Updates reference specific communication standards maintained by the OpenADR Alliance. The OpenADR Alliance standardizes, automates and simplifies demand response devices and distributed energy resources by establishing an open, highly secure, two-way information exchange standard.
Updates to the demand responsive lighting controls section now require demand responsive controls to either be a certified OpenADR 2.0a, OpenADR 2.0b Virtual End Node (VEN) or be certified by the manufacturer as being capable of responding to a demand response signal from a certified OpenADR 2.0b VEN.
Additionally, the updates allow for the use of alternative communication protocols, so long as the system also uses
one of the mandatory protocols: Wi-Fi, ZigBee, BACnet, Ethernet or hard-wiring. This allowance is ideal for cloud-based systems that offer demand response capabilities.
A new section, Section 130.1(f), has been added
that defines the interactions of all mandatory indoor lighting controls (manual ON/OFF, multi-level lighting, shut-off controls, automatic daylighting controls and demand responsive controls). The section outlines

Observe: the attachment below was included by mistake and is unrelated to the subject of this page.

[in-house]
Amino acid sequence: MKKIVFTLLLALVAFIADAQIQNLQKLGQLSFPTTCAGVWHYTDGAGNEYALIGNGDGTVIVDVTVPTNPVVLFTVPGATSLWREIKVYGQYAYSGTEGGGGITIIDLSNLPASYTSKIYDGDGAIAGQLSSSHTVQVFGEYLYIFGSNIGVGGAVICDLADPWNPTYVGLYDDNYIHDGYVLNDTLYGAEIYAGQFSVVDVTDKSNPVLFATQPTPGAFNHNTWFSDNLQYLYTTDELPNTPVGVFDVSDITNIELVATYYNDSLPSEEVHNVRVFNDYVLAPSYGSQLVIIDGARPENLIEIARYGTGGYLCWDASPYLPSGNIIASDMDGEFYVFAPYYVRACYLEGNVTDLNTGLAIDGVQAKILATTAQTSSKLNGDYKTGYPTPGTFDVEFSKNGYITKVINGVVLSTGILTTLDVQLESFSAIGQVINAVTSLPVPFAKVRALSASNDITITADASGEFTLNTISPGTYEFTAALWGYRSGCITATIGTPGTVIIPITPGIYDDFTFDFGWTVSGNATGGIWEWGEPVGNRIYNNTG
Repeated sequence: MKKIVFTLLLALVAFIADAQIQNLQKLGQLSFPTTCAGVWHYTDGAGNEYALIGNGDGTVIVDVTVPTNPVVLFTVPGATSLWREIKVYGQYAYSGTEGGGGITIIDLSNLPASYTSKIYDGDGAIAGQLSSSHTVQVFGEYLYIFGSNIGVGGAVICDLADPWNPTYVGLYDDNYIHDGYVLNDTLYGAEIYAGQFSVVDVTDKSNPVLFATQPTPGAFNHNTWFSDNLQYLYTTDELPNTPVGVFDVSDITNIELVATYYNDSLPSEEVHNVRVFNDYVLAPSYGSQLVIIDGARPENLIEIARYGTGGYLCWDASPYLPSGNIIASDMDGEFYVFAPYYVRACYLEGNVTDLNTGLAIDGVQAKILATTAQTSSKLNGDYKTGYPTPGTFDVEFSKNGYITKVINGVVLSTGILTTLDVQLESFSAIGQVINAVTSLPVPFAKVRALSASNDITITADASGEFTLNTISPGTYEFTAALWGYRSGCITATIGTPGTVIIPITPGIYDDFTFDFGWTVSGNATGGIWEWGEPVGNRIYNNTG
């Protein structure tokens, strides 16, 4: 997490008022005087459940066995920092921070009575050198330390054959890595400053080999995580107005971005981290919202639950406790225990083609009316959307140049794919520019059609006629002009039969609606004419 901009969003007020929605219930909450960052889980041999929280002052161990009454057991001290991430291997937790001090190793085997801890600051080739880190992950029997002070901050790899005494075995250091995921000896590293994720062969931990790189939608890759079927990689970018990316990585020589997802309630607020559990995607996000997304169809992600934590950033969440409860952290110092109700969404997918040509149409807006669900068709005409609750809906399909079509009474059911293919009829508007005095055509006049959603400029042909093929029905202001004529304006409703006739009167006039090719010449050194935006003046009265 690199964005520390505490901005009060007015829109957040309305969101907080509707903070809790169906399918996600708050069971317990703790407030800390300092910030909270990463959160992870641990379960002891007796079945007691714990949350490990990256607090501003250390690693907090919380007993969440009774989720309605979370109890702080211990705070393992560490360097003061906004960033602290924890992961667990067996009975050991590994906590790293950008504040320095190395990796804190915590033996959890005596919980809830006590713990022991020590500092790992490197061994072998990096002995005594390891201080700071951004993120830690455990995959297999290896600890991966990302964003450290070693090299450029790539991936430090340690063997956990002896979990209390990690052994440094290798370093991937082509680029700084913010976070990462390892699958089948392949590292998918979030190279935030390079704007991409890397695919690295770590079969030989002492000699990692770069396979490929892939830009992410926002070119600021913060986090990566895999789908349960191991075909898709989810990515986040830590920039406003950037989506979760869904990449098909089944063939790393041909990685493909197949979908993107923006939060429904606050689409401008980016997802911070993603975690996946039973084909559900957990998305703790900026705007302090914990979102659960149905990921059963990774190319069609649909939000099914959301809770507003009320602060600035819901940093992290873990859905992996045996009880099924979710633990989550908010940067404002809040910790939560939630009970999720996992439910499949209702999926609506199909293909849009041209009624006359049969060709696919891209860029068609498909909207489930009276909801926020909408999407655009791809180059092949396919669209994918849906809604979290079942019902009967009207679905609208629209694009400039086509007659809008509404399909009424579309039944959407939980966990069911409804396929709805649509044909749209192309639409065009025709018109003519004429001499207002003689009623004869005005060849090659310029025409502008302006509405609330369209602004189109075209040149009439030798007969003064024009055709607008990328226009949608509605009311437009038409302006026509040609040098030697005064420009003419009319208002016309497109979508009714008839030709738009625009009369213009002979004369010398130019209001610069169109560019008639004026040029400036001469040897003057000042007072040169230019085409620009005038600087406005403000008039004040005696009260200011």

how each system should operate in order to ensure
that all functions of the mandatory lighting controls are permitted or incorporated by the system as a whole.
OCCUPANCY SENSING & MULTI-LEVEL CONTROLS IN RESTROOMS
Now, restrooms of any size are required to be equipped with occupancy sensing controls that automatically shut-OFF all lights when the space is unoccupied. This can be achieved using an occupancy sensor, partial-ON occupancy sensor or vacancy sensor. Also, restrooms are now exempt from all multi-level controls requirements.
LIGHTING CONTROLS FOR HEALTHCARE FACILITIES
It is important to note that healthcare facilities are exempt from multi-level lighting controls, shut-OFF controls and demand responsive controls.
ADDITIONS, ALTERATIONS & REPAIRS
• Option 1: Comply with the indoor lighting power and lighting control requirements for new construction
(second from the right column, Table 3).
• Option 2: Alterations using 80 percent or less of the indoor lighting power allowances for new construction must adhere to the lighting control requirements in the right column of Table 3. This is a reduction from 85 percent under the 2016 Energy Standards.
• Option 3: Projects in small buildings or tenant spaces (5,000 square feet or less) that include one-for-one luminaire alterations to more than 50 luminaires can retrofit with new luminaires or component modifications that achieve at least 40 percent power reductions over pre-alteration luminaires. The project must include the lighting controls shown in the right column of Table 3.
If the project includes less than 10 percent of the luminaires in the enclosed space, or the enclosed space has just one luminaire, the project is exempt from these requirements.